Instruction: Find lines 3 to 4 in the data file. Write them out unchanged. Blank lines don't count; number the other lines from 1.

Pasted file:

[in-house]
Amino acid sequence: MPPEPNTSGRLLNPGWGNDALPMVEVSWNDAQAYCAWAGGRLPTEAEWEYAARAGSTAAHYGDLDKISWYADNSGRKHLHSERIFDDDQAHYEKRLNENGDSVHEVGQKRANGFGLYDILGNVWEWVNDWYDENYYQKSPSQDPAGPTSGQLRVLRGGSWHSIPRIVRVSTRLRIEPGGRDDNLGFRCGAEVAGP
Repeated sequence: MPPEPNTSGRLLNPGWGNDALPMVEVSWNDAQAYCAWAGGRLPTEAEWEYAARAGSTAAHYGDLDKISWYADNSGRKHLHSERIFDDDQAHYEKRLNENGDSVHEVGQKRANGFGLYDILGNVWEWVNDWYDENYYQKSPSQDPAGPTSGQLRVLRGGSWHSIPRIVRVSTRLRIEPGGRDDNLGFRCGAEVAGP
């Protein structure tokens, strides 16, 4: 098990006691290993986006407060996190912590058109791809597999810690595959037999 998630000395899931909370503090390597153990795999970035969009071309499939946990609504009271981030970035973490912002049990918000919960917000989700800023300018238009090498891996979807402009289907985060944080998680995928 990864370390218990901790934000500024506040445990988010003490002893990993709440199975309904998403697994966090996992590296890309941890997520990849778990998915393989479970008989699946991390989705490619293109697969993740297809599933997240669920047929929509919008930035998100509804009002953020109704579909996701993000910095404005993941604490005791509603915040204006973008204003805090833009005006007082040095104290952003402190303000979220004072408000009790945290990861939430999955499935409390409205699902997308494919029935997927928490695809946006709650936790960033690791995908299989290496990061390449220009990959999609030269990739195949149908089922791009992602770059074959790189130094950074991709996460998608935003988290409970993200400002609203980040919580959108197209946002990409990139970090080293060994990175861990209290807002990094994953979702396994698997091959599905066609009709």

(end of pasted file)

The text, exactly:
Repeated sequence: MPPEPNTSGRLLNPGWGNDALPMVEVSWNDAQAYCAWAGGRLPTEAEWEYAARAGSTAAHYGDLDKISWYADNSGRKHLHSERIFDDDQAHYEKRLNENGDSVHEVGQKRANGFGLYDILGNVWEWVNDWYDENYYQKSPSQDPAGPTSGQLRVLRGGSWHSIPRIVRVSTRLRIEPGGRDDNLGFRCGAEVAGP
């Protein structure tokens, strides 16, 4: 098990006691290993986006407060996190912590058109791809597999810690595959037999 998630000395899931909370503090390597153990795999970035969009071309499939946990609504009271981030970035973490912002049990918000919960917000989700800023300018238009090498891996979807402009289907985060944080998680995928 990864370390218990901790934000500024506040445990988010003490002893990993709440199975309904998403697994966090996992590296890309941890997520990849778990998915393989479970008989699946991390989705490619293109697969993740297809599933997240669920047929929509919008930035998100509804009002953020109704579909996701993000910095404005993941604490005791509603915040204006973008204003805090833009005006007082040095104290952003402190303000979220004072408000009790945290990861939430999955499935409390409205699902997308494919029935997927928490695809946006709650936790960033690791995908299989290496990061390449220009990959999609030269990739195949149908089922791009992602770059074959790189130094950074991709996460998608935003988290409970993200400002609203980040919580959108197209946002990409990139970090080293060994990175861990209290807002990094994953979702396994698997091959599905066609009709």